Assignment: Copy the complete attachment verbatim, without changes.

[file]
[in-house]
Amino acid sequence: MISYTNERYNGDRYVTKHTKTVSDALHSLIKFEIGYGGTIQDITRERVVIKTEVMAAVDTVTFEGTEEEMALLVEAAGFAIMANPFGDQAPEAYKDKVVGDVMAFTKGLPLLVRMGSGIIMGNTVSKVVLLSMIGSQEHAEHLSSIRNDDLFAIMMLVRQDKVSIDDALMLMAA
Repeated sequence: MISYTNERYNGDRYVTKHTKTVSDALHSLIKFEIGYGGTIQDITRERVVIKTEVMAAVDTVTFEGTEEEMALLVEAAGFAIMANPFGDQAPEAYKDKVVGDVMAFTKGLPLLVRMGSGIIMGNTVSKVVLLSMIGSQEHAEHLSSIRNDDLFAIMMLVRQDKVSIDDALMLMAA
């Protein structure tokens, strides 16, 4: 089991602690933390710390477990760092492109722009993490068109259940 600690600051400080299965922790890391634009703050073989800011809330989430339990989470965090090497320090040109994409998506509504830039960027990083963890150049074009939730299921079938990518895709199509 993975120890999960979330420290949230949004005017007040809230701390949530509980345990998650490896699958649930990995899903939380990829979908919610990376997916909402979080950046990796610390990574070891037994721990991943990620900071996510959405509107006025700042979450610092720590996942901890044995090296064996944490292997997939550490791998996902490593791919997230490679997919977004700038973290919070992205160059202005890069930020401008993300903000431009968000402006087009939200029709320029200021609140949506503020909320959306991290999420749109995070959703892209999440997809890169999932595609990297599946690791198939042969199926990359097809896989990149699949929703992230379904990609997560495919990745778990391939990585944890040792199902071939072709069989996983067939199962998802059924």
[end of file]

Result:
[in-house]
Amino acid sequence: MISYTNERYNGDRYVTKHTKTVSDALHSLIKFEIGYGGTIQDITRERVVIKTEVMAAVDTVTFEGTEEEMALLVEAAGFAIMANPFGDQAPEAYKDKVVGDVMAFTKGLPLLVRMGSGIIMGNTVSKVVLLSMIGSQEHAEHLSSIRNDDLFAIMMLVRQDKVSIDDALMLMAA
Repeated sequence: MISYTNERYNGDRYVTKHTKTVSDALHSLIKFEIGYGGTIQDITRERVVIKTEVMAAVDTVTFEGTEEEMALLVEAAGFAIMANPFGDQAPEAYKDKVVGDVMAFTKGLPLLVRMGSGIIMGNTVSKVVLLSMIGSQEHAEHLSSIRNDDLFAIMMLVRQDKVSIDDALMLMAA
């Protein structure tokens, strides 16, 4: 089991602690933390710390477990760092492109722009993490068109259940 600690600051400080299965922790890391634009703050073989800011809330989430339990989470965090090497320090040109994409998506509504830039960027990083963890150049074009939730299921079938990518895709199509 993975120890999960979330420290949230949004005017007040809230701390949530509980345990998650490896699958649930990995899903939380990829979908919610990376997916909402979080950046990796610390990574070891037994721990991943990620900071996510959405509107006025700042979450610092720590996942901890044995090296064996944490292997997939550490791998996902490593791919997230490679997919977004700038973290919070992205160059202005890069930020401008993300903000431009968000402006087009939200029709320029200021609140949506503020909320959306991290999420749109995070959703892209999440997809890169999932595609990297599946690791198939042969199926990359097809896989990149699949929703992230379904990609997560495919990745778990391939990585944890040792199902071939072709069989996983067939199962998802059924």